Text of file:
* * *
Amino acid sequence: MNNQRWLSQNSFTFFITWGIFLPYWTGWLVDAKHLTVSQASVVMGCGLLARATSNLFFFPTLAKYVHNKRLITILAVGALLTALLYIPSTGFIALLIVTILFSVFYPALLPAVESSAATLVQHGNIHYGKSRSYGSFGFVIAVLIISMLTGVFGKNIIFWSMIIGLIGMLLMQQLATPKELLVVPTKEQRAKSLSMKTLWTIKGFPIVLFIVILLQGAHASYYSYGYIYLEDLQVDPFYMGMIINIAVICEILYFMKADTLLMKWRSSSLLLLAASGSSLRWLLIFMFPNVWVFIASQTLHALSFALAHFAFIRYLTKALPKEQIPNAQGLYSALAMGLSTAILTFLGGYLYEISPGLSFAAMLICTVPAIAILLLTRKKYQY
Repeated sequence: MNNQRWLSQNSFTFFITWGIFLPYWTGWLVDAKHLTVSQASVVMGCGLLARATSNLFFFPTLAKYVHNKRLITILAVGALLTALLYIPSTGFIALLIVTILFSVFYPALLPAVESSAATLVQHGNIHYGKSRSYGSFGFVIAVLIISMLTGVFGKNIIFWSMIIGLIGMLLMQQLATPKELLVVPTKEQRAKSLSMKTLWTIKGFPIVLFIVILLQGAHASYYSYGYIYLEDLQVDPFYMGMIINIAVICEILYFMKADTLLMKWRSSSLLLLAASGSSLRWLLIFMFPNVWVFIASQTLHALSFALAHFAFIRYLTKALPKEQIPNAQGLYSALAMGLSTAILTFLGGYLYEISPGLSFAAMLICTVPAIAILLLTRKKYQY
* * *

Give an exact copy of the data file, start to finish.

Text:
Amino acid sequence: MNNQRWLSQNSFTFFITWGIFLPYWTGWLVDAKHLTVSQASVVMGCGLLARATSNLFFFPTLAKYVHNKRLITILAVGALLTALLYIPSTGFIALLIVTILFSVFYPALLPAVESSAATLVQHGNIHYGKSRSYGSFGFVIAVLIISMLTGVFGKNIIFWSMIIGLIGMLLMQQLATPKELLVVPTKEQRAKSLSMKTLWTIKGFPIVLFIVILLQGAHASYYSYGYIYLEDLQVDPFYMGMIINIAVICEILYFMKADTLLMKWRSSSLLLLAASGSSLRWLLIFMFPNVWVFIASQTLHALSFALAHFAFIRYLTKALPKEQIPNAQGLYSALAMGLSTAILTFLGGYLYEISPGLSFAAMLICTVPAIAILLLTRKKYQY
Repeated sequence: MNNQRWLSQNSFTFFITWGIFLPYWTGWLVDAKHLTVSQASVVMGCGLLARATSNLFFFPTLAKYVHNKRLITILAVGALLTALLYIPSTGFIALLIVTILFSVFYPALLPAVESSAATLVQHGNIHYGKSRSYGSFGFVIAVLIISMLTGVFGKNIIFWSMIIGLIGMLLMQQLATPKELLVVPTKEQRAKSLSMKTLWTIKGFPIVLFIVILLQGAHASYYSYGYIYLEDLQVDPFYMGMIINIAVICEILYFMKADTLLMKWRSSSLLLLAASGSSLRWLLIFMFPNVWVFIASQTLHALSFALAHFAFIRYLTKALPKEQIPNAQGLYSALAMGLSTAILTFLGGYLYEISPGLSFAAMLICTVPAIAILLLTRKKYQY